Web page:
Earned Income Tax Credit lifts millions from poverty
By Clarence Hightower, Ph.D.
The Anti-Poverty Soldier
The Earned Income Tax Credit is one of the most successful anti-poverty tools in the United States
– The Foundation of the Mid-South
These dollars (EITC) are too important to our families to send them back to Washington, D.C. This tax credit is real money for people who really need it.
– Maria Shriver
The (EITC) increases labor force participation, reduces poverty, improves maternal and child health outcomes, and strengthens children’s educational outcomes.
– Dwyer Gunn
This past October, both the Star Tribune and the Paul Pioneer Press featured front page stories about Mayor Melvin Carter’s proposal to create an Office of Financial Empowerment in the City of Saint Paul.
Some of the current challenges cited by City Hall include the fact that St. Paul’s poverty rate is 70 percent higher than Minnesota’s overall poverty rate. The home ownership rate in St. Paul is below 50 percent as compared to a rate of 70.9 percent state wide and more than one-quarter of St. Paul renters are classified as “extremely cost- burdened” (meaning they spend more than 50 percent of their income on housing). Finally, the “effective buying income” of St. Paul’s residents remains significantly lower than the national average.
Each piece in the two local dailies makes reference to other cities such as Detroit, Boston, St. Louis, and Nashville where plans similar to the one in St. Paul have already been initiated. And, among the most common strategies in those cities is to link residents to free tax preparation services and encourage eligible households to claim the Earned Income Tax Credit (EITC).
Established in 1975, the EITC is a federal benefit that can significantly lower the tax burden of low-income households often resulting in substantial refunds. In fact, the United States Census Bureau notes that the average annual refund to a family with children that claims the EITC is almost $3,000. Furthermore, statistics reveal that millions of American families are lifted out of poverty each year by simply claiming the EITC.
The EITC has been so beneficial to so many Americans that there are an increasing number of proposals from policy experts, elected officials, and consumer advocates to boost its impact, not only by increasing the benefits to low-income families but also by expanding the eligibility guidelines to include more households.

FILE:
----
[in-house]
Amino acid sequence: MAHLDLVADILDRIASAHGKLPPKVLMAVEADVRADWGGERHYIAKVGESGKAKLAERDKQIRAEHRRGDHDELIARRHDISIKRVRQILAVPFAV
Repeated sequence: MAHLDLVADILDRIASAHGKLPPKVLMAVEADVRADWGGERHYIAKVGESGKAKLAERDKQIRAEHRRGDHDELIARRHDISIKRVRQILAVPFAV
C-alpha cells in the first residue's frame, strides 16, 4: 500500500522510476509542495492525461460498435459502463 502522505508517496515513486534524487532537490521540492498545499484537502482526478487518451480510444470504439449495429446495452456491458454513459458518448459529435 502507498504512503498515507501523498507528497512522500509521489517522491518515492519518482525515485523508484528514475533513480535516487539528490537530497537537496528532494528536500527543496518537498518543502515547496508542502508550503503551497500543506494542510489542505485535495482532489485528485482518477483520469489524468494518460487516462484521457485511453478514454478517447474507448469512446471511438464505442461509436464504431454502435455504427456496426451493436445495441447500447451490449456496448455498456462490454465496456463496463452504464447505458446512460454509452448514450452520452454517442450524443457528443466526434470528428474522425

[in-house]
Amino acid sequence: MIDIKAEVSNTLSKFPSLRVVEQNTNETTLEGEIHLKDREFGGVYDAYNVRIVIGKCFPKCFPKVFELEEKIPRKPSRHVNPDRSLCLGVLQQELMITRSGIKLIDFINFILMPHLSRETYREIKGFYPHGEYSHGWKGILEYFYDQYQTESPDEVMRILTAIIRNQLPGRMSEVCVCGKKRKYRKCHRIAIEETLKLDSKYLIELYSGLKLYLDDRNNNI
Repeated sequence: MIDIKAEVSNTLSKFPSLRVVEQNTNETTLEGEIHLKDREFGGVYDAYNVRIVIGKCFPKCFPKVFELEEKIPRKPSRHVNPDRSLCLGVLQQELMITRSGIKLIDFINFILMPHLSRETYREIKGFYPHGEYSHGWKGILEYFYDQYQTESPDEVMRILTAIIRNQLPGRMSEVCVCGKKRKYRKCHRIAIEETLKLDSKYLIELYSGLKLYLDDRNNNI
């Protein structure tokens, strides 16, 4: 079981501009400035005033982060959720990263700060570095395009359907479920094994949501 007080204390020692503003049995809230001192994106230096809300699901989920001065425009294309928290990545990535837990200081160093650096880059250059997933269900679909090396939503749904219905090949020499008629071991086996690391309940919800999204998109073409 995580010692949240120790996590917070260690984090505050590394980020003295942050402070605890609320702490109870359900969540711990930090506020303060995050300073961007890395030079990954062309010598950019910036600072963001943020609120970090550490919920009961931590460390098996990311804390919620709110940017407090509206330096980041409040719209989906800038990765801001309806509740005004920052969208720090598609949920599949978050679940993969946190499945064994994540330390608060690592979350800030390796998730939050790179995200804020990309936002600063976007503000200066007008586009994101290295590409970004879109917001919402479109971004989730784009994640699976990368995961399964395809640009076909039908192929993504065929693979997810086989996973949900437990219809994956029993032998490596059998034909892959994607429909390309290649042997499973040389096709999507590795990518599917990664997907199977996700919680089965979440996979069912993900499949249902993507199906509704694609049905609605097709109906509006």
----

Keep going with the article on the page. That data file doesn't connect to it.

In addition, as new research suggests, the potential of the EITC on low-income families
might well extend beyond mere financial benefits.
Long-term studies by the American Economic Journal, Northwestern University, and the University of Notre Dame indicate that both children and adults that benefit from the
EITC have improved health outcomes.
In my view, the benefits of the EITC cannot be understated. Since 2015, the agency I lead (Community Action Partnership of Ramsey & Washington Counties) has helped return well over $800,000 in tax refunds to local residents. And we are far from alone as there are Volunteer Income Tax Assistance (VITA) clinics that operate throughout the metro providing free tax services and guiding eligible households toward the benefits of the EITC.
That said the City of Saint Paul’s push to increase the number of residents that access the EITC in addition to other tax rebates and financial empowerment tools is critical. Every year millions of dollars go unclaimed as EITC eligible households fail to take advantage of this benefit, either because they are unaware of it, unsure as to whether or not they qualify, or just don’t know how to apply.
If you live in the metro area and believe that your household or someone you know might qualify for free tax services and the EITC, please visit www.prepareandprosper.org. For those living outside the metro area, you can learn more by visiting www.youclaimit.org.
Clarence Hightower is the Executive Director of Community Action Partnership of Ramsey & Washington Counties. Dr. Hightower holds a Ph.D. in urban higher education from Jackson State University. He welcomes reader responses to 450 Syndicate Street North, St. Paul, 55104